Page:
Even as the sharp rhetoric of the last election cycle fades into history, America's struggle in Iraq rolls on. While battles there command the public's attention, an indirect effect of the war burdens Americans' pocketbooks. The price of oil remains stubbornly high in part because of uncertainty about supplies from the Middle East. The oil premium is rippling through the U.S. economy, hitting companies and consumers alike.

Elsewhere in the world, another conflict threatens to create disruption in the flow of a different commodity. Violence has intensified in the Ivory Coast in recent days as Ivorians have begun attacking foreigners in that country. Ivory Coast has been unstable for the past couple years, divided between the rebel-controlled north and government-held south.

At first glance, this crisis half a world away, while unfortunate, might seem fairly inconsequential to most Americans. However, the Ivory Coast is the world's largest producer of cocoa, and the current unrest happens to be occurring right in the middle of the cocoa-growing season. According to Reuters, the price of cocoa for December delivery rose 12% today in London as traders fretted about exports from the Ivory Coast.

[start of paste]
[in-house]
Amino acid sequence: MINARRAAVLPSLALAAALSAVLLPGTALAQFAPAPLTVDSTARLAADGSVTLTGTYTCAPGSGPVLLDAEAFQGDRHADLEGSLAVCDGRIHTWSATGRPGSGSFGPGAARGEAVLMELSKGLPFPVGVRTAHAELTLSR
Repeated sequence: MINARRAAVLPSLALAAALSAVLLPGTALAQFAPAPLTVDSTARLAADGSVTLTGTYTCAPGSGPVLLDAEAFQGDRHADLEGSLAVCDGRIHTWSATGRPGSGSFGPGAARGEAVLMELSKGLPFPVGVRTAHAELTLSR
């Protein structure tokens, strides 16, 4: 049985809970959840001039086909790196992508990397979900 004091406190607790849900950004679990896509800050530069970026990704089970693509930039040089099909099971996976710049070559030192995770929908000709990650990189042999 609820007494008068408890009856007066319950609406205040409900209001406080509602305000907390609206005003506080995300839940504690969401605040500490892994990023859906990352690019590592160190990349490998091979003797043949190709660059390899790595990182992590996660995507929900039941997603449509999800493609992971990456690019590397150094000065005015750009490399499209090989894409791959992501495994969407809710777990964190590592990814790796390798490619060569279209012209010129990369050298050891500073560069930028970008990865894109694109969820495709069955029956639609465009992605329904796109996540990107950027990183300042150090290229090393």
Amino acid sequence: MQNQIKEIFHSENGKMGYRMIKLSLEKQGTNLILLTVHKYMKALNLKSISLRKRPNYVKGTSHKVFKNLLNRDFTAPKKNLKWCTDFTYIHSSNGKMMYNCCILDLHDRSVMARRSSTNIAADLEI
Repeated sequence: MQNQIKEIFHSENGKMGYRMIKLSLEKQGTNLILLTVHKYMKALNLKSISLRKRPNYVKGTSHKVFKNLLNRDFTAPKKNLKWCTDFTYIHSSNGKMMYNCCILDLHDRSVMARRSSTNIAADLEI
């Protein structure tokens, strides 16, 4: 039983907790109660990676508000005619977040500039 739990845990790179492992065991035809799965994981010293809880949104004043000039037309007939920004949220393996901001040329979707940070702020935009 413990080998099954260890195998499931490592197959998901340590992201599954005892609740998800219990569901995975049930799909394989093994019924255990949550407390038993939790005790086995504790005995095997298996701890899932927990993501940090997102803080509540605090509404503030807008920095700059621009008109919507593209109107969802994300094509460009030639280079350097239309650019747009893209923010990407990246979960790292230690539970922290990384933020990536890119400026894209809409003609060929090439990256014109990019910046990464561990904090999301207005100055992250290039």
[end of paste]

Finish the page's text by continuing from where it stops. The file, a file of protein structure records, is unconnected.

For the world's leading chocolate companies, including Hershey (NYSE:HSY), Nestle (Pink Sheets: NSRGY), and Cadbury Schweppes (NYSE:CSG), the Ivory Coast's problems are very relevant. If the situation worsens, it seems likely that their earnings could take a hit. Of course, they wouldn't be alone in feeling some pain. Kraft (NYSE:KFT), Kellogg (NYSE:K), General Mills (NYSE:GIS), and any food company that uses chocolate would feel margin pressure.

The case of the Ivory Coast demonstrates how the global economy operates under a new type of domino effect. For investors, that means it pays to keep track of events around the world.

Fool contributor Brian Gorman is a freelance writer living in Chicago. He does not own shares of any companies mentioned here.